Self-Sufficiency: For the Elementary School Age Group

Raising a self-sufficient child is essential for emotional development, as independence boosts confidence, promotes responsibility and problem-solving skills, and rewards determination. Independence and self-sufficiency are life skills that should be taught earlier, rather than later. If not learned during childhood, acquiring independence can be like putting toothpaste back in the tube.

Take a step back

A more hands-off approach to certain tasks when attempting to teach self-sufficiency shows children that you believe in their capabilities. When you take a step back and let them try on their own, children gain a sense of confidence. You are demonstrating to them that you believe in their abilities to accomplish something on their own.

Furthermore, taking a step back helps children to develop problem-solving skills. Of course, they feel reassured by the fact that you are there if they need you, but trying something on their own teaches them how to assess, approach, and tackle a problem. With every trial and error, a new skill or lesson emerges. Children who take on a task independently will also be more willing to take risks. The confidence that they are finding allows them to step outside of their comfort zone a little further. They are comforted by the fact that their parents are there to support them if necessary, so taking a risk is less intimidating.

Give them responsibilities

Another way to teach self-sufficiency and show children that you have every confidence in them is to provide them with responsibilities. You should tailor these responsibilities based on age and capability, of course, but even preschool-aged children can begin to gain independence by accomplishing small tasks on their own. Provide young children with a visual or checklist to begin the new responsibility. This will serve as a guide and visual reminder that they are responsible for completing that task. For instance, if you want your kindergartener to complete her bedtime routine on her own, provide her with a to-do list until she gets the hang of it. This acts as a scaffold or support until she has mastered the responsibility.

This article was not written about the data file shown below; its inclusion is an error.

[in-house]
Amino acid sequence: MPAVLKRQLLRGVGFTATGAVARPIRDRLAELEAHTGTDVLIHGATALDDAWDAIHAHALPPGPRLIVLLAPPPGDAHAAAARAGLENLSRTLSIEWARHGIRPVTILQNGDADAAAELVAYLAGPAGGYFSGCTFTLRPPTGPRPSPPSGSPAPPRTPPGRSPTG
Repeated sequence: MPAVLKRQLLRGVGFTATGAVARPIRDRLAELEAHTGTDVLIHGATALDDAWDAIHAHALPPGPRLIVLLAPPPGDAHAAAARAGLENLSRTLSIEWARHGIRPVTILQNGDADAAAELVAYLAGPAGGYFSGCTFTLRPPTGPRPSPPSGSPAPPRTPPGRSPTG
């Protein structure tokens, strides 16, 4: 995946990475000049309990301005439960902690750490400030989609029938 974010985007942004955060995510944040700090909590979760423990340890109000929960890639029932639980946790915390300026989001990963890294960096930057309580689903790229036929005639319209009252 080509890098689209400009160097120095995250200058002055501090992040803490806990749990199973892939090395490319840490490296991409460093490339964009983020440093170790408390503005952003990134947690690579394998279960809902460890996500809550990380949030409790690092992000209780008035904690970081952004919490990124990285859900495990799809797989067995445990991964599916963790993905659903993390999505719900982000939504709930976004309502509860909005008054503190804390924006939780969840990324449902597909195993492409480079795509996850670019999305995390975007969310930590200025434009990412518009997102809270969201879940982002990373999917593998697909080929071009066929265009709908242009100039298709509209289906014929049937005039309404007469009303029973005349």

Perhaps you may want to use a token reward system when introducing a new responsibility. You can assign tokens for certain jobs, and dock tokens if necessary. If your child neglects her responsibilities, have a conversation about the importance of task completion and accountability. Show her that you know that she is capable of completing her responsibilities—this vote of confidence reminds her that she can do it on her own.

Allow children to make mistakes

A major part of self-sufficiency involves the ability to pick ourselves back up after a misstep. If parents constantly intervene to amend a situation, how will children ever learn resilience, determination, or culpability? Making mistakes also teaches children about how consequences work. They will be less likely to make that mistake again if they realize the consequences the first time.

Of course, it is difficult for parents to sit back and allow the mistake to be made. However, so long as the error is not a major stumble, the ends justify the means. Self-sufficiency blossoms when children take responsibility. For example, if your child did not do his homework, set the expectation that he will have to tell his teacher and make up the assignment. He will realize that his actions matter when he has to face a consequence.